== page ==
Chaplain supporter of university folk in crisis

Retiring University of Otago chaplain Greg Hughson has a different perspective of the campus landscape than most.

While others see buildings and gardens, he sees buildings where students endured personal crises, and trees planted as memorials to deceased Otago students and staff.

In 20 years as a university chaplain, Mr Hughson has offered support at times of grief, hope at times of crisis, and at all times been available for a chat with anyone needing to talk.

"We are often involved in responding to sad events and that will sometimes lead to memorials or funeral services, tree plantings, and following up with grieving people for many months or sometimes years to come," Mr Hughson said.

Retiring University of Otago chaplain Greg Hughson. Photo: Linda Robertson
Retiring University of Otago chaplain Greg Hughson. Photo: Linda Robertson
"That had been satisfying, knowing that we were able to help; it is often our presence with people that is mentioned afterwards, rather than anything that we do or say, just that we are there."

Mr Hughson was officially farewelled on Tuesday night at St Margaret's College, the residential college where his service as a university chaplain began.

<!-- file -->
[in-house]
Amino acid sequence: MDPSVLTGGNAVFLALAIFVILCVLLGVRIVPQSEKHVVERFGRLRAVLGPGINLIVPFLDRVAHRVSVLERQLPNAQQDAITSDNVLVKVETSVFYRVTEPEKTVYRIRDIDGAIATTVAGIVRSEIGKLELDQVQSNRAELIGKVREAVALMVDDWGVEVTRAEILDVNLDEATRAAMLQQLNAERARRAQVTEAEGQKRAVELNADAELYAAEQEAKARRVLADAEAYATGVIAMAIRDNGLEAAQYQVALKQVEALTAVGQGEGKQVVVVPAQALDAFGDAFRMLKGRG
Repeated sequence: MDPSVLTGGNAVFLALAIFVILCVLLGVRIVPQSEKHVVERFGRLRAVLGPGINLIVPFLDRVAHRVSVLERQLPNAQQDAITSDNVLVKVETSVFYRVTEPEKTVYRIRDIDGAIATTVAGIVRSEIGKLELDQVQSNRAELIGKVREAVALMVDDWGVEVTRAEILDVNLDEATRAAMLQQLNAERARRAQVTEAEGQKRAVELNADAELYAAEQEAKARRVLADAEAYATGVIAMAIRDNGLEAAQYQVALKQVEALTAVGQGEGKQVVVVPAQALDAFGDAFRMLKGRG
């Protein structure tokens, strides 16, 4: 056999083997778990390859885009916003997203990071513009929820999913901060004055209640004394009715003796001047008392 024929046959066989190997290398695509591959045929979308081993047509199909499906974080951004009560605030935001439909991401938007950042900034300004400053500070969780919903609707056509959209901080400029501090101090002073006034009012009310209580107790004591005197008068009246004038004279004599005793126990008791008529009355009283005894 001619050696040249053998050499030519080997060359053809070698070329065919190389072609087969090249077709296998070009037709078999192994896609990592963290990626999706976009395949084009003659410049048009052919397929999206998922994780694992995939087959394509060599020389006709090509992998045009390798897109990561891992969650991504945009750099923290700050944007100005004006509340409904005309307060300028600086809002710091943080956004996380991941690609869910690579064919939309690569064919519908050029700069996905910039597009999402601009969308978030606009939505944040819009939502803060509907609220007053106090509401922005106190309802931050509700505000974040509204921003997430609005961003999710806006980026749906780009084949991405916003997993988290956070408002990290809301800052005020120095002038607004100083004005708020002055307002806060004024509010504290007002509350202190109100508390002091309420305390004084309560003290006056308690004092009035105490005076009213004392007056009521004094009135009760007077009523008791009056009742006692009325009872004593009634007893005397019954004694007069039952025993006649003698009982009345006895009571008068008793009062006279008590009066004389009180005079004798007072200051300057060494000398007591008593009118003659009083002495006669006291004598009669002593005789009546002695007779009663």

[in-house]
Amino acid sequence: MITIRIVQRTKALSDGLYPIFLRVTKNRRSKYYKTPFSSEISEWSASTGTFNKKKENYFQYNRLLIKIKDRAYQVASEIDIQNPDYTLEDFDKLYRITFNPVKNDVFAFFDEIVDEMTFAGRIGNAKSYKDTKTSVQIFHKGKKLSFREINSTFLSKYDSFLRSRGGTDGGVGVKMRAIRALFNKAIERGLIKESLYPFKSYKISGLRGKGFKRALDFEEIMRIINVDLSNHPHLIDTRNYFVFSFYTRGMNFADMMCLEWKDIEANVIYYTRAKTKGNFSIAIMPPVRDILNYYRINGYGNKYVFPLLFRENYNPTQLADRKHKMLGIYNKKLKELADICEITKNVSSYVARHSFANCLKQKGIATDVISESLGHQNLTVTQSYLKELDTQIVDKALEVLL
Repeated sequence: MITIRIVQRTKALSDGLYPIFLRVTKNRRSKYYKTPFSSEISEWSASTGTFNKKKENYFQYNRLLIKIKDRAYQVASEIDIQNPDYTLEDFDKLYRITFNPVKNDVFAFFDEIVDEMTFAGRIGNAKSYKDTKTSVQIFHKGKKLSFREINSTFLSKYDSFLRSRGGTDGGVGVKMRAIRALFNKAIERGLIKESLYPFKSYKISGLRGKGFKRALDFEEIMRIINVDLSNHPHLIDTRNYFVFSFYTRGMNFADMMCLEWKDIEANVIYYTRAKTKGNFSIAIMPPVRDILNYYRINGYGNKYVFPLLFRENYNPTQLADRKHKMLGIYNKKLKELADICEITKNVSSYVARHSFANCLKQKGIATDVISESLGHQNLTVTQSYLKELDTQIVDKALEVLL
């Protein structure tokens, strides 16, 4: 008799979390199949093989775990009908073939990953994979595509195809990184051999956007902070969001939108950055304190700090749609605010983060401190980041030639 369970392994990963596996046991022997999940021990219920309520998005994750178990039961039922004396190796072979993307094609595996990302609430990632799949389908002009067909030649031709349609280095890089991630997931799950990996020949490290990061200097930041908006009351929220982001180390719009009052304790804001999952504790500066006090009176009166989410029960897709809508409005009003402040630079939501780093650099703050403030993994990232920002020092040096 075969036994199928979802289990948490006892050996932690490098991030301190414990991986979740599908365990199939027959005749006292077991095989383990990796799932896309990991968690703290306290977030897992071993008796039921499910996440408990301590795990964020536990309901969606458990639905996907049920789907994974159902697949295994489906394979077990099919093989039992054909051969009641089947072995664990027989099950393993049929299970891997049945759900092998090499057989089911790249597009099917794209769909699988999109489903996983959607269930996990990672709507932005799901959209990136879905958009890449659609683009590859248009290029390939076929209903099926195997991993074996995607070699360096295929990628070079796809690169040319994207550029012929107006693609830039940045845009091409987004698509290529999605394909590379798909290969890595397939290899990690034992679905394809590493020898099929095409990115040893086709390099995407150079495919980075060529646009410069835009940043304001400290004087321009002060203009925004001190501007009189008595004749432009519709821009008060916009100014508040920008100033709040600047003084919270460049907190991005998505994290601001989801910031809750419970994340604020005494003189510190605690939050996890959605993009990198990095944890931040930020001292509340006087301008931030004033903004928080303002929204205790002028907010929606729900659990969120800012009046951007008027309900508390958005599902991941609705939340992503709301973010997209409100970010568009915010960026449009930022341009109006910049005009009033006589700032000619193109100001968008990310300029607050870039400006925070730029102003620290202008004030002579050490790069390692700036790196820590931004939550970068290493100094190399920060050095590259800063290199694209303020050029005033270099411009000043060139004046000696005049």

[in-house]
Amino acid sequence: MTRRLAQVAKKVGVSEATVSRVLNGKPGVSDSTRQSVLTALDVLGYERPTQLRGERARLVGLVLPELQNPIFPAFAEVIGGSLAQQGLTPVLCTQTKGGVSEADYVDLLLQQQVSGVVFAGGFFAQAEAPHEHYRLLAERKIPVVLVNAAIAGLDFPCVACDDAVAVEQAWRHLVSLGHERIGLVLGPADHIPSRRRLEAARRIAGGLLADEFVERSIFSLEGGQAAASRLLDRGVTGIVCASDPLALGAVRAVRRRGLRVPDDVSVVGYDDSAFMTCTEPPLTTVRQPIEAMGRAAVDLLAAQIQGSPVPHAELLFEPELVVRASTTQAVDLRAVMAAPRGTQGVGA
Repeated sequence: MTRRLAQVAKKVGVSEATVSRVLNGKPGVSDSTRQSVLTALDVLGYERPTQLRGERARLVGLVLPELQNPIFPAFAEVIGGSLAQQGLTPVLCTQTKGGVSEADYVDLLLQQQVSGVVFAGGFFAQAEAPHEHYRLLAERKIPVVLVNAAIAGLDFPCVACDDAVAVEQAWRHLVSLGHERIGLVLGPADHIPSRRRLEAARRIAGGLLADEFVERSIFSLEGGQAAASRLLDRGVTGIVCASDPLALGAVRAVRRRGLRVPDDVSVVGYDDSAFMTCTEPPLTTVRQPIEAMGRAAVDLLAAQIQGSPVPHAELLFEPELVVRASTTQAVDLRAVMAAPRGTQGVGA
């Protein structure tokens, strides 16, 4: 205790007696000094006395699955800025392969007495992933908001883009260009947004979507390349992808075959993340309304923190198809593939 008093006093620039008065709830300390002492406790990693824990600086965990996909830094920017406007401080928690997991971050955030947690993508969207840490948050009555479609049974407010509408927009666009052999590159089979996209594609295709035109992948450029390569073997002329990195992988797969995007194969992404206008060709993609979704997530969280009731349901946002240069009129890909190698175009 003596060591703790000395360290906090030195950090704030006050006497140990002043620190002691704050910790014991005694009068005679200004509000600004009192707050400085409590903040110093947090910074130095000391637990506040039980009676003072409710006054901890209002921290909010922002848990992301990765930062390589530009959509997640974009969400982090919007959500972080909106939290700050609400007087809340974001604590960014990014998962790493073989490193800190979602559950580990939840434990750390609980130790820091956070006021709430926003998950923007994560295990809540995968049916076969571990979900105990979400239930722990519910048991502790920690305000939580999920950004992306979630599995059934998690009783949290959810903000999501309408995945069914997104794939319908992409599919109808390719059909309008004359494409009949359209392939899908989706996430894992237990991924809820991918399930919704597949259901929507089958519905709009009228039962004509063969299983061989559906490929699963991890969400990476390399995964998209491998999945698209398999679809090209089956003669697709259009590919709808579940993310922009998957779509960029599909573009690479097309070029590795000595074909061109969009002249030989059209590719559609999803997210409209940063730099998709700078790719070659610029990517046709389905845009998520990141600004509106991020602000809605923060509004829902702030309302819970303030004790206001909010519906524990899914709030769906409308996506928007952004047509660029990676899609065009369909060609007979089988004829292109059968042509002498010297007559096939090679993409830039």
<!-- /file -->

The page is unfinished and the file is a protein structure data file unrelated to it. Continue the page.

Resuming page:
His term has encompassed the Baldwin St wheelie bin death, the murder of Sophie Elliott, and student deaths through illness or suicide.

"We respond in a way which is appropriate in each situation, and the good thing is that we are a chaplaincy team and no-one has to deal with anything on their own."

Mr Hughson's final year on duty has been one of his busiest, playing a leading role in Dunedin's community service to mark the March 15 shootings, and more recently offering assistance to those affected by the death of Sophia Crestani at a Dundas St party last month.

"As chaplains we are always responsive after major incidents, there are between five and 10 of those a year," Mr Hughson said.

"It is very satisfying to know that
we are able to offer compassion, pastoral and spiritual support at a time of crisis, and I know that is something that the University of Otago and Otago Polytechnic do value from our chaplaincy service."

Staff, too, used the chaplaincy service, and Mr Hughson had assisted people of all faiths, or none.

While helping people through the stress of exams, the rigours of mental health issues and to face life challenges were a major part of the job, it could and did also bring unexpected joy.

"I had a woman come in once, I had never met her before, she asked me if I was Greg Hughson, I said yes, and she said: `I found you on the internet, would you marry me?"'

"I said that's an interesting request, but I'm married already ... she went on to say she had found me on the chaplaincy website, found my background was in biochemistry, she was doing a doctorate in biochemistry and thought it would be lovely to be married by a biochemist.

"We had a lovely service at the art gallery on New Year's Eve many years ago, followed by the fireworks at midnight, and I am still in touch with that couple."

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